Dr. Shalini Lal described the recently launched PRISM project, how it will give youth more direct pathways to care, and why post-project sustainability is the biggest challenge to be solved. The last session of the day was a facilitated dialogue. Participants formed groups to discuss three related questions about barriers to—and facilitators of—e-Mental health, key priorities and who needs to be involved in implementation. Barriers ranged from privacy to funding to clinician buy-in, while the recovery model, individualized treatment and co-design with patients and communities were identified as facilitators. Virtually every conceivable stakeholder was found to have some role in the implementation of e-Mental health, suggesting it is truly a collective effort.

After the dialogue, participants had time to record what they felt were outstanding, unanswered questions about moving e-Mental health forward that might inform upcoming roundtables. Responses included how to determine which solutions work, devising a new funding model, increasing government and clinician buy-in, and reaching people with low socioeconomic status and other at-risk populations. The meeting concluded with the MHCC reiterating that this was the first in a series of three eMental health roundtables to inform the organization’s advancement of e-Mental health in Canada.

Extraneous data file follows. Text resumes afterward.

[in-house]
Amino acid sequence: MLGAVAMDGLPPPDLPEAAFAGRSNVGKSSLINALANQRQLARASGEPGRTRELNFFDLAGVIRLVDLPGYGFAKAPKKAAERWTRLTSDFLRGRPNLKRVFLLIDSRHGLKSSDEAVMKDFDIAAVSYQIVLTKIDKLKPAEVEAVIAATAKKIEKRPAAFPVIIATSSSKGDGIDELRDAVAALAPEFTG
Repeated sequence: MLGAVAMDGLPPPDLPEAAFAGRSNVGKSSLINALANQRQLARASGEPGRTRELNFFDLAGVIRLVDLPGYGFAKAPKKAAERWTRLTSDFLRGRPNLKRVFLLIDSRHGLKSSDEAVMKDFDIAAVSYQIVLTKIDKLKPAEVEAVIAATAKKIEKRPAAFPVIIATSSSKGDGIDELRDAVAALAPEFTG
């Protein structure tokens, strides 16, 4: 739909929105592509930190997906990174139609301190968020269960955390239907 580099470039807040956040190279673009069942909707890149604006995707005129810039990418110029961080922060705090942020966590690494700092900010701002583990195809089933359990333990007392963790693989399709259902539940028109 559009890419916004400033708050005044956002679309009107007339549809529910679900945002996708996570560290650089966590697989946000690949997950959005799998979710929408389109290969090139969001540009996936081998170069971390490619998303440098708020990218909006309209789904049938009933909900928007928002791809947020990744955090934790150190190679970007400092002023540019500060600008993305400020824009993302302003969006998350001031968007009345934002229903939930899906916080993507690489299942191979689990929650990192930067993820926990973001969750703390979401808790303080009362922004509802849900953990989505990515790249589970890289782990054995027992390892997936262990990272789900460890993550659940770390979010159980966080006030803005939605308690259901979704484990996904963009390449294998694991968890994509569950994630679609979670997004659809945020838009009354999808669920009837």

Key Findings

The following emerged from the roundtable as clear principles for future action on e-Mental health:

  • Investing in e-Mental health is essential as it represents a way of addressing some of the Canadian health care system’s biggest issues, including long waits to see mental health practitioners.
  • Clinicians must be onboard as designers, champions and users of e-Mental health solutions.
  • A new funding model is needed to support e-Mental health. Current models are not set up to pay clinicians to offer remote treatment for patients at home and postdischarge support.
  • The technology is out there. The challenge is determining which solutions work and then scaling them across the health care system.
  • Scalability is key. Planning must include a roadmap for taking a project from the pilot stage to full-blown implementation.
  • Sustainability is hard, but essential. Getting started with e-Mental health innovations is often easier than sustaining them over the long term, yet that sustainability is vital to their success.
  • Privacy and security concerns must be addressed for system-wide e-Mental health to be viable.
  • Standards and best practices must be developed so solutions can be assessed, practices chosen and outcomes measured.
  • We need to think about vulnerable populations. People living in poverty, for instance, may not be reachable by e-Mental health.
  • Everyone needs to be involved to resolve barriers to e-Mental health — clinicians, not-for-profit organizations, medical schools, regulatory bodies, and federal and provincial/territorial governments all need to be engaged to push forward e-Mental health strategies.